Tuesday, December 28, 2010


Brian Beutler reports on the GOP stocking up on health insurance lobbyists in order to find a way to dismantle health care reform.

House Republicans are turning to old friends on K Street to lead their legislative attempts to repeal the new health care law. 

Three recently hired Republican aides -- two set to work in senior positions on the powerful Energy and Commerce Committee, and one for soon-to-be Speaker John Boehner -- spent the past years lobbying on behalf of insurance companies, pharmaceutical manufacturers, and other corporate interest groups with a vested interest in weakening or repealing the law.

Two weeks ago, incoming Energy and Commerce chair Fred Upton announced he'd hired Gary Andres to be his staff director. 

"For over two decades, Gary has been a leading voice in Republican policy, always seeking solutions to advance our principles to limit the size and scope of government," Upton said in a statement at the time.
Andres served as Vice Chairman of Public Policy and Research for Dutko Worldwide, where, according to congressional public disclosure forms, he lobbied for insurance giant UnitedHealth Group and for a corporate umbrella organization called the Coalition to Advance Healthcare Reform.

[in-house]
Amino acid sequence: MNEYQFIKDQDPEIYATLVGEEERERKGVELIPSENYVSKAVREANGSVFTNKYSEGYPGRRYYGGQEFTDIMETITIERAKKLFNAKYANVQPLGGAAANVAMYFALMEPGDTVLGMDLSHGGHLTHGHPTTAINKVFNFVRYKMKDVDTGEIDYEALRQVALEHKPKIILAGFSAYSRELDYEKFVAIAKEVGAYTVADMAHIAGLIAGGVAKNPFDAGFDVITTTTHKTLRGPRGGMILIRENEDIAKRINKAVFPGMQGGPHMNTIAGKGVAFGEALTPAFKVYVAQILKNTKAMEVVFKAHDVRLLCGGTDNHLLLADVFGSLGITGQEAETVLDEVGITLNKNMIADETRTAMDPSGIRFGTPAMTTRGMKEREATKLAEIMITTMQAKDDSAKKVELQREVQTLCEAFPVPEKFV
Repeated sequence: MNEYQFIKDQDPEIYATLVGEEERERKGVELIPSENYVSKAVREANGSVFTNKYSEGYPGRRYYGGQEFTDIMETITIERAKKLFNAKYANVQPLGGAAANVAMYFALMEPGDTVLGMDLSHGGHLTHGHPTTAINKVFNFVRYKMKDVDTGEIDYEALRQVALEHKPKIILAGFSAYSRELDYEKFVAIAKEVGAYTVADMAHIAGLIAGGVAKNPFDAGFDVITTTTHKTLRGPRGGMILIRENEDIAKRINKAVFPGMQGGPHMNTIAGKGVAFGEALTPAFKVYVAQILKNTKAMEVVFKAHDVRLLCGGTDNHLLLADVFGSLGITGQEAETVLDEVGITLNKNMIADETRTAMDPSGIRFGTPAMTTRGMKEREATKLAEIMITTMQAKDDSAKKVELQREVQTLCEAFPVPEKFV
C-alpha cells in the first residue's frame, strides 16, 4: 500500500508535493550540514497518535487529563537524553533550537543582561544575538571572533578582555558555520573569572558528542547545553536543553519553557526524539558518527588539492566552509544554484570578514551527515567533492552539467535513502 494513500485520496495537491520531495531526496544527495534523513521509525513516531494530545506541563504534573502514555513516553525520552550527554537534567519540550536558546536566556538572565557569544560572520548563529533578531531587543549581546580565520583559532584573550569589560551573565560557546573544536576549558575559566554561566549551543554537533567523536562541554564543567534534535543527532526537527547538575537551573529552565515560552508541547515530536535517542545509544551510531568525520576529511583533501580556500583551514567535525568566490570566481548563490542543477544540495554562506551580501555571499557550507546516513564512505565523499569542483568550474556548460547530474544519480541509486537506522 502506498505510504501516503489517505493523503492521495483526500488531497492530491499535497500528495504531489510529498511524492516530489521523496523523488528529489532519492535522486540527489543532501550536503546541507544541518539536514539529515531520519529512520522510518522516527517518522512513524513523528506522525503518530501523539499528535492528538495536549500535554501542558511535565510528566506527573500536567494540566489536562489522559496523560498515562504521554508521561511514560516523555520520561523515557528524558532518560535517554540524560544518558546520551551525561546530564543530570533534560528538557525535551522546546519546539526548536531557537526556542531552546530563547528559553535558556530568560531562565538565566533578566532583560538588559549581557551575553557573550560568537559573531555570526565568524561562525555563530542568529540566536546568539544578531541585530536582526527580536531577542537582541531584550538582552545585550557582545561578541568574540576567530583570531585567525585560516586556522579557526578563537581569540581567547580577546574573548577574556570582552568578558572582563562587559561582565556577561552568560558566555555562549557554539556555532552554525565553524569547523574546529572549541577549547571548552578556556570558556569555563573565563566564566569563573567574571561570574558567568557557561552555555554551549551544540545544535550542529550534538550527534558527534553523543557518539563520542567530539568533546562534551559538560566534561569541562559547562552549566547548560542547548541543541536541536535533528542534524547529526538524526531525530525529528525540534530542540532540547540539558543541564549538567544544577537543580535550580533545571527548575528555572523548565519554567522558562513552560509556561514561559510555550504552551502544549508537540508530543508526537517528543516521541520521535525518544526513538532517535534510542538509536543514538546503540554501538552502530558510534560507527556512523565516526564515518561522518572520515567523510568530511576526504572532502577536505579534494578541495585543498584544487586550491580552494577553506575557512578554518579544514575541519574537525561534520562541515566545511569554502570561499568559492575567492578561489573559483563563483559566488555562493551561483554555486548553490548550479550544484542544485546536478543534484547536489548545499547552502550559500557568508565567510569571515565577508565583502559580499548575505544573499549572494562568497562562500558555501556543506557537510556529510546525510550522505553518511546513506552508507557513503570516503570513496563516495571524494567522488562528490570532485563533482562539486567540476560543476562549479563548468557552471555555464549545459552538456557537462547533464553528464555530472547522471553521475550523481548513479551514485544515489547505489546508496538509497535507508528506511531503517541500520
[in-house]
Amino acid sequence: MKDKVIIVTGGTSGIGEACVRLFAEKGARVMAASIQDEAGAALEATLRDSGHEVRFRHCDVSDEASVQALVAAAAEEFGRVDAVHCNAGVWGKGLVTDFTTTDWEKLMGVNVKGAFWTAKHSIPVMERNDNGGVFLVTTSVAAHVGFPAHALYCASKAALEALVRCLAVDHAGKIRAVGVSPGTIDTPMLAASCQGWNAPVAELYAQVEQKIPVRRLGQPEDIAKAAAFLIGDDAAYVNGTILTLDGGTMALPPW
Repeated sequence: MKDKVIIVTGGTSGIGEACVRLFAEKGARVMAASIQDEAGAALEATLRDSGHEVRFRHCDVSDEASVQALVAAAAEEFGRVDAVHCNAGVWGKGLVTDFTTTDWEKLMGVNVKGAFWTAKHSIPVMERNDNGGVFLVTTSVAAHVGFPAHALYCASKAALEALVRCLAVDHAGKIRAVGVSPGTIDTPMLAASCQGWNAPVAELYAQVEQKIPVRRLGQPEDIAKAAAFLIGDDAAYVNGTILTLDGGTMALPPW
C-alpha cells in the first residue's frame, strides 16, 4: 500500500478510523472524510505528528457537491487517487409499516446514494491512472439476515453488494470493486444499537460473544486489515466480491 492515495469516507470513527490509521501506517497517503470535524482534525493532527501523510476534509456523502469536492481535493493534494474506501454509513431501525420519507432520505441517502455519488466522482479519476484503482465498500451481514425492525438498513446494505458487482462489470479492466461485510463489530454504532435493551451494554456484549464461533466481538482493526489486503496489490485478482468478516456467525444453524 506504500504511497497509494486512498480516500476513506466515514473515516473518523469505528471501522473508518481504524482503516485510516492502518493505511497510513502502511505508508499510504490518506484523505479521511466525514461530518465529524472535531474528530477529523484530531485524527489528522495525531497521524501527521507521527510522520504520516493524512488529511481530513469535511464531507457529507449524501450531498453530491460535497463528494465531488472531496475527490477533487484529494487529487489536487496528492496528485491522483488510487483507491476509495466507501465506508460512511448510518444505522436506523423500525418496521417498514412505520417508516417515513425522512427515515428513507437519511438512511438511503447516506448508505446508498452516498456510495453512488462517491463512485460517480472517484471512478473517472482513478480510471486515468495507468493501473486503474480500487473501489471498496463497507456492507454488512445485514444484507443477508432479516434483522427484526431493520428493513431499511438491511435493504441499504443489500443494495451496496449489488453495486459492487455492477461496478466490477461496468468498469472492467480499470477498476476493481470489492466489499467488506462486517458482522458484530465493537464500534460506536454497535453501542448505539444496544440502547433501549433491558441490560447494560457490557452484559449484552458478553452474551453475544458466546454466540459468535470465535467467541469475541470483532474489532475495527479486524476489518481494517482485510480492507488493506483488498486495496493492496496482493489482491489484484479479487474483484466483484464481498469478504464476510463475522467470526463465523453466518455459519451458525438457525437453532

The coalition's website is now defunct, but you can view an archive of its homepage here and of its membership here

It looks like the GOP may be using these former lobbyists to take a scalpel to the health care reform measure rather than the flamethrower they promised during the campaign season, but the goal of making the law DOA before additional provisions can take effect remains the same.

That's probably not enough to satisfy Tea Party types eager to get in on the "defund and shutdown" action.  House Republicans who don't move fast enough to torch legislation passed in the first two years of Obama's term may not be back in 2013.

Still, I can see why House Republicans are doing this.  They basically want to replace the Obama legislation with their own version of it, and they're going to need surgeons, not demolition men.

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